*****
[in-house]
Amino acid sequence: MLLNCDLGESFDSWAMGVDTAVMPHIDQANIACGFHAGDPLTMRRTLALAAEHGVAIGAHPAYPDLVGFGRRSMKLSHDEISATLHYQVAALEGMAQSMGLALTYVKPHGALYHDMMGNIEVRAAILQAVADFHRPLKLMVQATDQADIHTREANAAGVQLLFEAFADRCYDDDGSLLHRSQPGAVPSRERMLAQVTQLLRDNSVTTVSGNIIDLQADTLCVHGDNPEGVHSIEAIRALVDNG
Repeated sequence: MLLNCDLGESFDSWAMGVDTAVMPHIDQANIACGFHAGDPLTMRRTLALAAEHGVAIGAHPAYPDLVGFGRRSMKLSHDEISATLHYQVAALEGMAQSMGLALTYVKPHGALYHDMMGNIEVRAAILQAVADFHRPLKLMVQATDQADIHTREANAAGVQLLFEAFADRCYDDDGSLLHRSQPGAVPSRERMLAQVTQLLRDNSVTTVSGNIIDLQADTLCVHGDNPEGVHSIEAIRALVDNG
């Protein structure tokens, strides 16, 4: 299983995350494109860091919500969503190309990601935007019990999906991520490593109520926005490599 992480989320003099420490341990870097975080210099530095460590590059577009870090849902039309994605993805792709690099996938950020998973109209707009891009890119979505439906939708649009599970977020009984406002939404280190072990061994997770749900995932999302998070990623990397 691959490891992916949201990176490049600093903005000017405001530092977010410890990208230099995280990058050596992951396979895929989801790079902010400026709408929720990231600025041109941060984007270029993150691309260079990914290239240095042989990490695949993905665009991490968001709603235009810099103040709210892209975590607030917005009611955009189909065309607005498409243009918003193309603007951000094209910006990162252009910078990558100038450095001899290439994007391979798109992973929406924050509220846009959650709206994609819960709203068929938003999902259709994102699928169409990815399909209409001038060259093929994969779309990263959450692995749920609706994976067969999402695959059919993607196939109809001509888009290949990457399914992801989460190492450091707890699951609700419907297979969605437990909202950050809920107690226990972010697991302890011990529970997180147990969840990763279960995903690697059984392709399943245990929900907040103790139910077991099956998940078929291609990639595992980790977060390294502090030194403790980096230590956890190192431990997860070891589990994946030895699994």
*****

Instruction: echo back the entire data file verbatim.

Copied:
[in-house]
Amino acid sequence: MLLNCDLGESFDSWAMGVDTAVMPHIDQANIACGFHAGDPLTMRRTLALAAEHGVAIGAHPAYPDLVGFGRRSMKLSHDEISATLHYQVAALEGMAQSMGLALTYVKPHGALYHDMMGNIEVRAAILQAVADFHRPLKLMVQATDQADIHTREANAAGVQLLFEAFADRCYDDDGSLLHRSQPGAVPSRERMLAQVTQLLRDNSVTTVSGNIIDLQADTLCVHGDNPEGVHSIEAIRALVDNG
Repeated sequence: MLLNCDLGESFDSWAMGVDTAVMPHIDQANIACGFHAGDPLTMRRTLALAAEHGVAIGAHPAYPDLVGFGRRSMKLSHDEISATLHYQVAALEGMAQSMGLALTYVKPHGALYHDMMGNIEVRAAILQAVADFHRPLKLMVQATDQADIHTREANAAGVQLLFEAFADRCYDDDGSLLHRSQPGAVPSRERMLAQVTQLLRDNSVTTVSGNIIDLQADTLCVHGDNPEGVHSIEAIRALVDNG
């Protein structure tokens, strides 16, 4: 299983995350494109860091919500969503190309990601935007019990999906991520490593109520926005490599 992480989320003099420490341990870097975080210099530095460590590059577009870090849902039309994605993805792709690099996938950020998973109209707009891009890119979505439906939708649009599970977020009984406002939404280190072990061994997770749900995932999302998070990623990397 691959490891992916949201990176490049600093903005000017405001530092977010410890990208230099995280990058050596992951396979895929989801790079902010400026709408929720990231600025041109941060984007270029993150691309260079990914290239240095042989990490695949993905665009991490968001709603235009810099103040709210892209975590607030917005009611955009189909065309607005498409243009918003193309603007951000094209910006990162252009910078990558100038450095001899290439994007391979798109992973929406924050509220846009959650709206994609819960709203068929938003999902259709994102699928169409990815399909209409001038060259093929994969779309990263959450692995749920609706994976067969999402695959059919993607196939109809001509888009290949990457399914992801989460190492450091707890699951609700419907297979969605437990909202950050809920107690226990972010697991302890011990529970997180147990969840990763279960995903690697059984392709399943245990929900907040103790139910077991099956998940078929291609990639595992980790977060390294502090030194403790980096230590956890190192431990997860070891589990994946030895699994």